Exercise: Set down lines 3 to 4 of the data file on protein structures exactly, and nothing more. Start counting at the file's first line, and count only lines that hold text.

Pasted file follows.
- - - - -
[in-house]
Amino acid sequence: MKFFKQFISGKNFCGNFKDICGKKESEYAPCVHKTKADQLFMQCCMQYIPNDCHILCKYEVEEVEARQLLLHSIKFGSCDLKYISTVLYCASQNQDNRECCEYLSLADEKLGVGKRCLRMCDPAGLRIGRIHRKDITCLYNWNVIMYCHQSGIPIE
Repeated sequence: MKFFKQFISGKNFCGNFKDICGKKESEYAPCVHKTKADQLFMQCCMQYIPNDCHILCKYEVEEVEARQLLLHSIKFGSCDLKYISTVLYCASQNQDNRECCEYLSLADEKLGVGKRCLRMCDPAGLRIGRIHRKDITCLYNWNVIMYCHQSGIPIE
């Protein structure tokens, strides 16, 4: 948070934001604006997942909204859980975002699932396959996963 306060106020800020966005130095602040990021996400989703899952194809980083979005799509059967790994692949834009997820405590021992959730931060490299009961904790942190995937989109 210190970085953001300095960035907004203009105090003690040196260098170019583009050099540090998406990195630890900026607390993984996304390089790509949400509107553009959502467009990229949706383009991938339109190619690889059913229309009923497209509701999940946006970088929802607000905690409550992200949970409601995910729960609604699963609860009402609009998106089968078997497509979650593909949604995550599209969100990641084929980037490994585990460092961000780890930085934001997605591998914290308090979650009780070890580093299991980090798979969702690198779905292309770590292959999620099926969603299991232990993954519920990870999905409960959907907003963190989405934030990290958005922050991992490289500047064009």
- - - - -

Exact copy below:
Repeated sequence: MKFFKQFISGKNFCGNFKDICGKKESEYAPCVHKTKADQLFMQCCMQYIPNDCHILCKYEVEEVEARQLLLHSIKFGSCDLKYISTVLYCASQNQDNRECCEYLSLADEKLGVGKRCLRMCDPAGLRIGRIHRKDITCLYNWNVIMYCHQSGIPIE
């Protein structure tokens, strides 16, 4: 948070934001604006997942909204859980975002699932396959996963 306060106020800020966005130095602040990021996400989703899952194809980083979005799509059967790994692949834009997820405590021992959730931060490299009961904790942190995937989109 210190970085953001300095960035907004203009105090003690040196260098170019583009050099540090998406990195630890900026607390993984996304390089790509949400509107553009959502467009990229949706383009991938339109190619690889059913229309009923497209509701999940946006970088929802607000905690409550992200949970409601995910729960609604699963609860009402609009998106089968078997497509979650593909949604995550599209969100990641084929980037490994585990460092961000780890930085934001997605591998914290308090979650009780070890580093299991980090798979969702690198779905292309770590292959999620099926969603299991232990993954519920990870999905409960959907907003963190989405934030990290958005922050991992490289500047064009």